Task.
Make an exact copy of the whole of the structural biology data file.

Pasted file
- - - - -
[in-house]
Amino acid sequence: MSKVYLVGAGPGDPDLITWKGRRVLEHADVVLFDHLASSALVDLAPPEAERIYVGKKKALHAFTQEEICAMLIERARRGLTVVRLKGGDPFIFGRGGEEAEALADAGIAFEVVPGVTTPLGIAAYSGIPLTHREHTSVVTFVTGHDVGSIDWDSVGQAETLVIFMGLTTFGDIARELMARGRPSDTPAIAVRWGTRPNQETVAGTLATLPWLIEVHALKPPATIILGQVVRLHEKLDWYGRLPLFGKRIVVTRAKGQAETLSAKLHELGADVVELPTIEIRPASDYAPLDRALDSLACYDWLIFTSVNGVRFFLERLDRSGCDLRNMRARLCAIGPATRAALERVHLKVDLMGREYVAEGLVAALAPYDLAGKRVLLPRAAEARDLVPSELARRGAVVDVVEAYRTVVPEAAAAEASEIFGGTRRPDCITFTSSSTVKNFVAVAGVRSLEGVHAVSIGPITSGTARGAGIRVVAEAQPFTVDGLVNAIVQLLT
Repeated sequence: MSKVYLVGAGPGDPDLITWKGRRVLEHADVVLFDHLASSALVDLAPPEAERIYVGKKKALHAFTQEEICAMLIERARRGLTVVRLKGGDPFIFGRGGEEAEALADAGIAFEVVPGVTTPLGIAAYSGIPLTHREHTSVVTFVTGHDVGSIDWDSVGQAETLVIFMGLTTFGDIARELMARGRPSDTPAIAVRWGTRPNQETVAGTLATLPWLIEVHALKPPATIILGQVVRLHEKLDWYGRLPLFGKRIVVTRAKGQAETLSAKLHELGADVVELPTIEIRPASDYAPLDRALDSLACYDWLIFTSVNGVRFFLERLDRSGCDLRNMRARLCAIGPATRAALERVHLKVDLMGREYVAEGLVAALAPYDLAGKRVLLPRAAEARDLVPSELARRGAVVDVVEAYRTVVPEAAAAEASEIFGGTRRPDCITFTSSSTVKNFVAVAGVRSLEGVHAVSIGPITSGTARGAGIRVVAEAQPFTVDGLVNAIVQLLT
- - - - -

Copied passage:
[in-house]
Amino acid sequence: MSKVYLVGAGPGDPDLITWKGRRVLEHADVVLFDHLASSALVDLAPPEAERIYVGKKKALHAFTQEEICAMLIERARRGLTVVRLKGGDPFIFGRGGEEAEALADAGIAFEVVPGVTTPLGIAAYSGIPLTHREHTSVVTFVTGHDVGSIDWDSVGQAETLVIFMGLTTFGDIARELMARGRPSDTPAIAVRWGTRPNQETVAGTLATLPWLIEVHALKPPATIILGQVVRLHEKLDWYGRLPLFGKRIVVTRAKGQAETLSAKLHELGADVVELPTIEIRPASDYAPLDRALDSLACYDWLIFTSVNGVRFFLERLDRSGCDLRNMRARLCAIGPATRAALERVHLKVDLMGREYVAEGLVAALAPYDLAGKRVLLPRAAEARDLVPSELARRGAVVDVVEAYRTVVPEAAAAEASEIFGGTRRPDCITFTSSSTVKNFVAVAGVRSLEGVHAVSIGPITSGTARGAGIRVVAEAQPFTVDGLVNAIVQLLT
Repeated sequence: MSKVYLVGAGPGDPDLITWKGRRVLEHADVVLFDHLASSALVDLAPPEAERIYVGKKKALHAFTQEEICAMLIERARRGLTVVRLKGGDPFIFGRGGEEAEALADAGIAFEVVPGVTTPLGIAAYSGIPLTHREHTSVVTFVTGHDVGSIDWDSVGQAETLVIFMGLTTFGDIARELMARGRPSDTPAIAVRWGTRPNQETVAGTLATLPWLIEVHALKPPATIILGQVVRLHEKLDWYGRLPLFGKRIVVTRAKGQAETLSAKLHELGADVVELPTIEIRPASDYAPLDRALDSLACYDWLIFTSVNGVRFFLERLDRSGCDLRNMRARLCAIGPATRAALERVHLKVDLMGREYVAEGLVAALAPYDLAGKRVLLPRAAEARDLVPSELARRGAVVDVVEAYRTVVPEAAAAEASEIFGGTRRPDCITFTSSSTVKNFVAVAGVRSLEGVHAVSIGPITSGTARGAGIRVVAEAQPFTVDGLVNAIVQLLT